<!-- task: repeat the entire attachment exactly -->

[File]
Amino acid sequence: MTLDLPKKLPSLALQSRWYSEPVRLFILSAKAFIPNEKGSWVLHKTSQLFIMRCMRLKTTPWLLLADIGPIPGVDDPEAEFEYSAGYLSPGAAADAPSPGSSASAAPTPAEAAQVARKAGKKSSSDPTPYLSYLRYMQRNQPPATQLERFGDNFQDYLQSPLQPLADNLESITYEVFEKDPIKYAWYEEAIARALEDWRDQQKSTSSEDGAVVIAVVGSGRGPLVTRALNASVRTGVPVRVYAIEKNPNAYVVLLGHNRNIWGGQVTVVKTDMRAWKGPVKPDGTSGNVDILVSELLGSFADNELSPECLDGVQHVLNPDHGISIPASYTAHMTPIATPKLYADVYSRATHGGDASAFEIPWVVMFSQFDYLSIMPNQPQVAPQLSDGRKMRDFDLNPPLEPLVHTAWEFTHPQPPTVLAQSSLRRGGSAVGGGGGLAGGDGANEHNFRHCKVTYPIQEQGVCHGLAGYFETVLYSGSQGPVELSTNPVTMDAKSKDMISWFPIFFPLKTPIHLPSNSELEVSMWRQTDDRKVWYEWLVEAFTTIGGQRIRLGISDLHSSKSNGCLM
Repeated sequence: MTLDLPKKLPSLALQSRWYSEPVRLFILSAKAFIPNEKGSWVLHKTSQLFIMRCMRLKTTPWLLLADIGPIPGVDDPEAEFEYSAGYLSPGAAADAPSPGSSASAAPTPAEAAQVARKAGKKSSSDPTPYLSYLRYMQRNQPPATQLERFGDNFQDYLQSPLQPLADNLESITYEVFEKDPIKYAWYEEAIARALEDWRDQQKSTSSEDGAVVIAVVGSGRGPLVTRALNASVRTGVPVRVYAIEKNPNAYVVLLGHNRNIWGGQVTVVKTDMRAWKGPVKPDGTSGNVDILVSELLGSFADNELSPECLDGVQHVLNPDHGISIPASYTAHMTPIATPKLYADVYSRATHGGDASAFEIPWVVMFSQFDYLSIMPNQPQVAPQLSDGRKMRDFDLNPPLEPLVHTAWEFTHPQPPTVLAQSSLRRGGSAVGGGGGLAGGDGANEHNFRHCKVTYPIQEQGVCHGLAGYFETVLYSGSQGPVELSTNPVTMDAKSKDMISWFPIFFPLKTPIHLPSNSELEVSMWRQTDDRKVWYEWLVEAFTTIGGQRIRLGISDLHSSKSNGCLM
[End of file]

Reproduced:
Amino acid sequence: MTLDLPKKLPSLALQSRWYSEPVRLFILSAKAFIPNEKGSWVLHKTSQLFIMRCMRLKTTPWLLLADIGPIPGVDDPEAEFEYSAGYLSPGAAADAPSPGSSASAAPTPAEAAQVARKAGKKSSSDPTPYLSYLRYMQRNQPPATQLERFGDNFQDYLQSPLQPLADNLESITYEVFEKDPIKYAWYEEAIARALEDWRDQQKSTSSEDGAVVIAVVGSGRGPLVTRALNASVRTGVPVRVYAIEKNPNAYVVLLGHNRNIWGGQVTVVKTDMRAWKGPVKPDGTSGNVDILVSELLGSFADNELSPECLDGVQHVLNPDHGISIPASYTAHMTPIATPKLYADVYSRATHGGDASAFEIPWVVMFSQFDYLSIMPNQPQVAPQLSDGRKMRDFDLNPPLEPLVHTAWEFTHPQPPTVLAQSSLRRGGSAVGGGGGLAGGDGANEHNFRHCKVTYPIQEQGVCHGLAGYFETVLYSGSQGPVELSTNPVTMDAKSKDMISWFPIFFPLKTPIHLPSNSELEVSMWRQTDDRKVWYEWLVEAFTTIGGQRIRLGISDLHSSKSNGCLM
Repeated sequence: MTLDLPKKLPSLALQSRWYSEPVRLFILSAKAFIPNEKGSWVLHKTSQLFIMRCMRLKTTPWLLLADIGPIPGVDDPEAEFEYSAGYLSPGAAADAPSPGSSASAAPTPAEAAQVARKAGKKSSSDPTPYLSYLRYMQRNQPPATQLERFGDNFQDYLQSPLQPLADNLESITYEVFEKDPIKYAWYEEAIARALEDWRDQQKSTSSEDGAVVIAVVGSGRGPLVTRALNASVRTGVPVRVYAIEKNPNAYVVLLGHNRNIWGGQVTVVKTDMRAWKGPVKPDGTSGNVDILVSELLGSFADNELSPECLDGVQHVLNPDHGISIPASYTAHMTPIATPKLYADVYSRATHGGDASAFEIPWVVMFSQFDYLSIMPNQPQVAPQLSDGRKMRDFDLNPPLEPLVHTAWEFTHPQPPTVLAQSSLRRGGSAVGGGGGLAGGDGANEHNFRHCKVTYPIQEQGVCHGLAGYFETVLYSGSQGPVELSTNPVTMDAKSKDMISWFPIFFPLKTPIHLPSNSELEVSMWRQTDDRKVWYEWLVEAFTTIGGQRIRLGISDLHSSKSNGCLM